Methods to Organizing Your Book Collection

by Grace Brooke

Grace Brooke's Tips to Organizing Your Book Collection

Different Ways to Organize Your Book Collection:

The way you choose to organize your books will depend on the size of your collection. There are three main methods I suggest; color coding, alphabetizing, or organizing by genre.

For a small book collection, color coding is a great and fun option…

  • In terms of aesthetics, this is a great way to bring life to a book shelf and/or a room.
  • Using the acronym that represents the color wheel, “ROY G BIV” (red, orange, yellow, green, blue, indigo, violet as well as white, black, & silver/grey) will help you to organize your collection in a way that is visually pleasing.
  • While it may look great, this method does not organize your collection in a way that makes it efficient to find a book later. Limit it to small collections or smaller book shelves in bedrooms, etc..

For medium & large book collections, organizing in alphabetical order or by genre are your best bets…

  • Alphabetizing your collection makes it super easy to find a book when you need it. You can either alphabetize by the authors last name or by the title of the book.
  • Whether it be cook books, mysteries, or self help, determine the genres that make up your book collection and organize by theme.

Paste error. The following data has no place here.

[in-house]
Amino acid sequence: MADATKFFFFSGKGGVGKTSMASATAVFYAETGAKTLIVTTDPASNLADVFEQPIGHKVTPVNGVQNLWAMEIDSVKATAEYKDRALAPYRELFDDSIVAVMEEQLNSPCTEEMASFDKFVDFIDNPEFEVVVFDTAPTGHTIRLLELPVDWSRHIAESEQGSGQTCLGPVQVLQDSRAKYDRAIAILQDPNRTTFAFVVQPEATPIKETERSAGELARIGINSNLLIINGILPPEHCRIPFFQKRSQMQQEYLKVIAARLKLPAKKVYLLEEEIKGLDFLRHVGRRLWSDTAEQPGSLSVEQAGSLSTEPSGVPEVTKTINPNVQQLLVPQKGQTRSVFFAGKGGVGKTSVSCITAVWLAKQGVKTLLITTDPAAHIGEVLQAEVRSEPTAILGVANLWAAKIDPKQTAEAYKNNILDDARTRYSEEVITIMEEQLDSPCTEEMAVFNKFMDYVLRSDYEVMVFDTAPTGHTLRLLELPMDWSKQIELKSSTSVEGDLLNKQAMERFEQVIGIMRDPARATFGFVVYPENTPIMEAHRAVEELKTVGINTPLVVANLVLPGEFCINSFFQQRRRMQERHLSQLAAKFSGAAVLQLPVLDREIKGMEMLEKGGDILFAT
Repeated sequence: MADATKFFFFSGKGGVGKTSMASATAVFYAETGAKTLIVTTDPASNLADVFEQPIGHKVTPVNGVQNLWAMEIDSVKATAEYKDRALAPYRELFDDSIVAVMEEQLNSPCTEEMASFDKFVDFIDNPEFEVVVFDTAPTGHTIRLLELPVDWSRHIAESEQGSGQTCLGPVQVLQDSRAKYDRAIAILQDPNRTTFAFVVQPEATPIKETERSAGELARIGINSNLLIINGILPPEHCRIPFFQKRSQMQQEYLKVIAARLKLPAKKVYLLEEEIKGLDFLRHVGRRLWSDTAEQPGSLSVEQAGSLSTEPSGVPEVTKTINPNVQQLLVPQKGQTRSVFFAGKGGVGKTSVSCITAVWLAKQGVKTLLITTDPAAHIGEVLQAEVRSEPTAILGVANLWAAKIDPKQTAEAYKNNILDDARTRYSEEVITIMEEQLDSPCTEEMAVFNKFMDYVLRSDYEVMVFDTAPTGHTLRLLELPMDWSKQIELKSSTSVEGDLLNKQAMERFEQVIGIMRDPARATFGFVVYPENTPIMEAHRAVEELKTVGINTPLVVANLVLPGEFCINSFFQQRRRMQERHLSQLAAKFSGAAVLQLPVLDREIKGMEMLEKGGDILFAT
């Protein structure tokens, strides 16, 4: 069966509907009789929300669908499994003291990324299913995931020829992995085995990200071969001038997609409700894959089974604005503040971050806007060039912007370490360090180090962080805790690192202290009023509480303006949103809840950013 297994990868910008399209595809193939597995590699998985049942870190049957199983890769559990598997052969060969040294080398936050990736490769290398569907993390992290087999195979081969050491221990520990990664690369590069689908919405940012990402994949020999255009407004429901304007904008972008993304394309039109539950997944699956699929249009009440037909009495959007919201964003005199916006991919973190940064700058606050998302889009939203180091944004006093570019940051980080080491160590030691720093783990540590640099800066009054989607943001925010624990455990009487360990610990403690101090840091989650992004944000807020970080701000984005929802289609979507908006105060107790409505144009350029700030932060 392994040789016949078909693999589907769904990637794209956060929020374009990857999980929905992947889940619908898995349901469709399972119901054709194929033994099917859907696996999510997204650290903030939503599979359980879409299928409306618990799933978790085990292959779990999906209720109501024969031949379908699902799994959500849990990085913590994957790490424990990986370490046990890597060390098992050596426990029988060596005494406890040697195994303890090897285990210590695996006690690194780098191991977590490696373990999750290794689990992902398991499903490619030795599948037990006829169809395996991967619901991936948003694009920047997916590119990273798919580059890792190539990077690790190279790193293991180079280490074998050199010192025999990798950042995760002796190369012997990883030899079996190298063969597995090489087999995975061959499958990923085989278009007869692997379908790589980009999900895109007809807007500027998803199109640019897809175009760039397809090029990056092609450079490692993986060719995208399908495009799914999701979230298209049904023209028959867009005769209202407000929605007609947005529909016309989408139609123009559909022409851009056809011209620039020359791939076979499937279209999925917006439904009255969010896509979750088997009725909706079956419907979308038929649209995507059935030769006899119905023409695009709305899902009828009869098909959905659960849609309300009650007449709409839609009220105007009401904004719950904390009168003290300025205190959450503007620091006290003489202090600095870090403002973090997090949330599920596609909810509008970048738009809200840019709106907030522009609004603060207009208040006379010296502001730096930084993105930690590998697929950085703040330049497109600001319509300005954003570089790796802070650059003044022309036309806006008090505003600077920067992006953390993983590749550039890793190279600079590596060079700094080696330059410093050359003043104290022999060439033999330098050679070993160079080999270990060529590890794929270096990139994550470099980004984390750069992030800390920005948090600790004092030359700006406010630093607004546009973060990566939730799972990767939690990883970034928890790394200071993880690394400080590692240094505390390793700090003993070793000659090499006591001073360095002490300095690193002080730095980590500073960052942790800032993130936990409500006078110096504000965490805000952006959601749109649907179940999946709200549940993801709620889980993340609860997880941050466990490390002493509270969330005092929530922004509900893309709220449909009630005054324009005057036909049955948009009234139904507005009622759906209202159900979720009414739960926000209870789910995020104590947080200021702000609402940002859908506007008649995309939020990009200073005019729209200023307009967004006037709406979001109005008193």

Ideas for labeling your bookshelves (click on image for link):

Open Edge Label Holder

 

These 8 clever labeling ideas come from Apartment Therapy.

We found a website called Woodworking Parts that sells brass and nickel-plated label holders, specifically sized for shelf edges (about $8 for 10). Rockler also sells them for $3.39 per set of 2.

You can order custom-engraved or blank metal tags in a variety of sizes from MetalTags.com, a manufacturing company based in Houston, Texas. We called to see if they take retail orders, and they told us that they do, but they require a minimum amount of $50. You could also try your local hardware store for custom-engraved tags.

Library supply stores are a good place to look. Demco sells clip-on, adhesive, and magnetic shelf labels. Levenger also sells sets of 6 clip-on labels for $28.

Use chalkboard paint to make your own chalkboard labels, or try out these blackboard vinyl stickersfrom Etsy ($18 for a set of 16).

Repurpose write-on metal, ceramic, or slate garden markers into shelf labels by adding removable adhesive backing.

Cut up adhesive-backed cork sheets into the appropriate size, and stencil or stamp your tags directly onto the cork. It creates a rustic, wine-cellar-style look.

Another way to dress up DIY labels is to stamp or stencil your tags onto Scotch paper tape.

The Container Store sells plastic shelf labels (about $6 for 4), as well as magnetic erasable labels for metal shelves ($11 for 5).

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